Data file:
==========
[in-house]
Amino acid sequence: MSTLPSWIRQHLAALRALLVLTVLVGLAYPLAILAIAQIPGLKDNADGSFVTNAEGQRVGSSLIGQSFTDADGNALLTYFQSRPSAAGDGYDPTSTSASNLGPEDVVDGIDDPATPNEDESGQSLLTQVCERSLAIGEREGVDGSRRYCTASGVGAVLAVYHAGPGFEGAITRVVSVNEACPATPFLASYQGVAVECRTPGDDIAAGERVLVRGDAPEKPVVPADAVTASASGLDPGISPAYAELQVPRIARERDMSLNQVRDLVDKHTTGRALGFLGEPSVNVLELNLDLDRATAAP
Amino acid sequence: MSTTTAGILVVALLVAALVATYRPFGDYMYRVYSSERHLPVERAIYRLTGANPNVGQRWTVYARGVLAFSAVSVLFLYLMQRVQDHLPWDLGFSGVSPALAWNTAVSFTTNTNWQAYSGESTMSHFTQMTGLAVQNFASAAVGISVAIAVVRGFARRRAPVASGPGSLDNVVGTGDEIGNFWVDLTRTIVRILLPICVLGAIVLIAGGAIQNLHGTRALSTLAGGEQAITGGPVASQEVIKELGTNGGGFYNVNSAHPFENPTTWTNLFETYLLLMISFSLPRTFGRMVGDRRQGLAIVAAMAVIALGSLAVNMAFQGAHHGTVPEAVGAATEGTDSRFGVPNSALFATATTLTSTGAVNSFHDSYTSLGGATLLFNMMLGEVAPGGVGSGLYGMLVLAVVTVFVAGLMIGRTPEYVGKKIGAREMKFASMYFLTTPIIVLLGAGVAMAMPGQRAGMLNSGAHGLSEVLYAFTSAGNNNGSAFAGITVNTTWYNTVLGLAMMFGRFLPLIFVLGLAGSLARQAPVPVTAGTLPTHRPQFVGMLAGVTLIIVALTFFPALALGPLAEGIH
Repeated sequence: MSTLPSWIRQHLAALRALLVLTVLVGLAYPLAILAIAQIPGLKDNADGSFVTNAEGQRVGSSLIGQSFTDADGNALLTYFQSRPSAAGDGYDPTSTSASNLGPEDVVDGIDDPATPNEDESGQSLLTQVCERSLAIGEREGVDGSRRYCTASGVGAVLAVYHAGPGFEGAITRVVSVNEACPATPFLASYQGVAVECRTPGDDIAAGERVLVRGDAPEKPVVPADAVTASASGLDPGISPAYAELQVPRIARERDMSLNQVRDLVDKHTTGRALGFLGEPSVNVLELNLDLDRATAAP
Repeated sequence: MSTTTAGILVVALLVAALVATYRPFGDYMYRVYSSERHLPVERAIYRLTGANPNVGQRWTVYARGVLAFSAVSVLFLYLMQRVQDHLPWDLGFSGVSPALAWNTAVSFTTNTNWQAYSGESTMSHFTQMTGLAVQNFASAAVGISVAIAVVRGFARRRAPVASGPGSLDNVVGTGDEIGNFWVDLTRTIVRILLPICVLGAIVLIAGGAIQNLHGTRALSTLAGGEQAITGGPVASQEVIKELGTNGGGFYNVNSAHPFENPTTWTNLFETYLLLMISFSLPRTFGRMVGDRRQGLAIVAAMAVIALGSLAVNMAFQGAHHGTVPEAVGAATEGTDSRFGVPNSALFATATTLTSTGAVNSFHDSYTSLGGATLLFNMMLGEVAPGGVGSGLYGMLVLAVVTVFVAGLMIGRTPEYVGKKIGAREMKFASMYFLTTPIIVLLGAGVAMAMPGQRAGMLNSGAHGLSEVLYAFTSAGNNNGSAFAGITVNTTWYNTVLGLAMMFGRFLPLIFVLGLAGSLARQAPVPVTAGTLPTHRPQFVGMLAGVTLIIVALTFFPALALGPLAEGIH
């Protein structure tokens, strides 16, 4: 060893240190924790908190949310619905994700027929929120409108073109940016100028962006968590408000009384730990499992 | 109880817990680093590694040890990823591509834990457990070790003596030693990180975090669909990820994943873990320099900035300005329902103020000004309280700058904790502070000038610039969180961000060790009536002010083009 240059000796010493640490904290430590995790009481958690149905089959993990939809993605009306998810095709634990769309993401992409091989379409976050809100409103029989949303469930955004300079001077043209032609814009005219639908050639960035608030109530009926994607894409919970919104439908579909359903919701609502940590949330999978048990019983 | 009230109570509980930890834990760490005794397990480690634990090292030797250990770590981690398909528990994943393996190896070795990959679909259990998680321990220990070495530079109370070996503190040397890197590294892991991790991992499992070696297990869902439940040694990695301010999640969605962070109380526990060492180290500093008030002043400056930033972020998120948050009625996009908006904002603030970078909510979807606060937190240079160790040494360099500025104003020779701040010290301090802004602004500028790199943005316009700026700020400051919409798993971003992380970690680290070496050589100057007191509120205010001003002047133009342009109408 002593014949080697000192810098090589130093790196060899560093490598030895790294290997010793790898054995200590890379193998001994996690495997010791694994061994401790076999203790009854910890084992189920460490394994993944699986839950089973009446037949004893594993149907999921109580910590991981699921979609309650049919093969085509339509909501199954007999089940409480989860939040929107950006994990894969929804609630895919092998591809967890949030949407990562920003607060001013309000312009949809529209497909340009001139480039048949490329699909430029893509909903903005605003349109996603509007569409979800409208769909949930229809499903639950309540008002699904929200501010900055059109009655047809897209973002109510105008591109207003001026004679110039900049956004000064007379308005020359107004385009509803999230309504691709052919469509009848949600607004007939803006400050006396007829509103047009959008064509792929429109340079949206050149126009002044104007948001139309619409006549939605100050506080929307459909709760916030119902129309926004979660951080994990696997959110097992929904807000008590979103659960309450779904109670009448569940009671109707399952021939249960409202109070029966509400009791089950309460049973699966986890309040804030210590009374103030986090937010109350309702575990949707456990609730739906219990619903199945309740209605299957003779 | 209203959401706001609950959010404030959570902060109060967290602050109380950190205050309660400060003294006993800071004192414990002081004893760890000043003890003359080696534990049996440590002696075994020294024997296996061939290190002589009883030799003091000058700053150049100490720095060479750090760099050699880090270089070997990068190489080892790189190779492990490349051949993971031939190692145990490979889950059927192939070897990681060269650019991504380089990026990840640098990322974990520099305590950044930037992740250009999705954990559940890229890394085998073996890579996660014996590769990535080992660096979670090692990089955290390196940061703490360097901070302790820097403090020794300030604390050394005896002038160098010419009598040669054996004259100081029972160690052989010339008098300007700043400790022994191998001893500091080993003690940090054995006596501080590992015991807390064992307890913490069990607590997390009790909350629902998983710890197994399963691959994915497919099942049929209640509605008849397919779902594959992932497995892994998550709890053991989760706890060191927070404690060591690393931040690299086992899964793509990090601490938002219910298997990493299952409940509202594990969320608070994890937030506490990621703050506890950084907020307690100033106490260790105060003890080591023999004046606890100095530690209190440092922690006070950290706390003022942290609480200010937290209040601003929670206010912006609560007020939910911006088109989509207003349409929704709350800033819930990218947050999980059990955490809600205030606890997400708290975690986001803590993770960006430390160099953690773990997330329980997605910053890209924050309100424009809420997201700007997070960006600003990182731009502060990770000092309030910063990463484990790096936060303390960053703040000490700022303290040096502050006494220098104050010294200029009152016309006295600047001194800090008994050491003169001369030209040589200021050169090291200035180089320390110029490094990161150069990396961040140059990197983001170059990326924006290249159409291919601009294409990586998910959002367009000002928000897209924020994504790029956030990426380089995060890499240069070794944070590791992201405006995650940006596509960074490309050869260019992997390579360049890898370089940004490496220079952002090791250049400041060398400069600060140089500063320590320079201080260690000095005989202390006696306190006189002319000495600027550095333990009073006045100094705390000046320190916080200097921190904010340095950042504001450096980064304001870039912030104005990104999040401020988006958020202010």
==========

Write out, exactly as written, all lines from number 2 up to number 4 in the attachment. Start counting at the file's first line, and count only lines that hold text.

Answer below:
Amino acid sequence: MSTLPSWIRQHLAALRALLVLTVLVGLAYPLAILAIAQIPGLKDNADGSFVTNAEGQRVGSSLIGQSFTDADGNALLTYFQSRPSAAGDGYDPTSTSASNLGPEDVVDGIDDPATPNEDESGQSLLTQVCERSLAIGEREGVDGSRRYCTASGVGAVLAVYHAGPGFEGAITRVVSVNEACPATPFLASYQGVAVECRTPGDDIAAGERVLVRGDAPEKPVVPADAVTASASGLDPGISPAYAELQVPRIARERDMSLNQVRDLVDKHTTGRALGFLGEPSVNVLELNLDLDRATAAP
Amino acid sequence: MSTTTAGILVVALLVAALVATYRPFGDYMYRVYSSERHLPVERAIYRLTGANPNVGQRWTVYARGVLAFSAVSVLFLYLMQRVQDHLPWDLGFSGVSPALAWNTAVSFTTNTNWQAYSGESTMSHFTQMTGLAVQNFASAAVGISVAIAVVRGFARRRAPVASGPGSLDNVVGTGDEIGNFWVDLTRTIVRILLPICVLGAIVLIAGGAIQNLHGTRALSTLAGGEQAITGGPVASQEVIKELGTNGGGFYNVNSAHPFENPTTWTNLFETYLLLMISFSLPRTFGRMVGDRRQGLAIVAAMAVIALGSLAVNMAFQGAHHGTVPEAVGAATEGTDSRFGVPNSALFATATTLTSTGAVNSFHDSYTSLGGATLLFNMMLGEVAPGGVGSGLYGMLVLAVVTVFVAGLMIGRTPEYVGKKIGAREMKFASMYFLTTPIIVLLGAGVAMAMPGQRAGMLNSGAHGLSEVLYAFTSAGNNNGSAFAGITVNTTWYNTVLGLAMMFGRFLPLIFVLGLAGSLARQAPVPVTAGTLPTHRPQFVGMLAGVTLIIVALTFFPALALGPLAEGIH
Repeated sequence: MSTLPSWIRQHLAALRALLVLTVLVGLAYPLAILAIAQIPGLKDNADGSFVTNAEGQRVGSSLIGQSFTDADGNALLTYFQSRPSAAGDGYDPTSTSASNLGPEDVVDGIDDPATPNEDESGQSLLTQVCERSLAIGEREGVDGSRRYCTASGVGAVLAVYHAGPGFEGAITRVVSVNEACPATPFLASYQGVAVECRTPGDDIAAGERVLVRGDAPEKPVVPADAVTASASGLDPGISPAYAELQVPRIARERDMSLNQVRDLVDKHTTGRALGFLGEPSVNVLELNLDLDRATAAP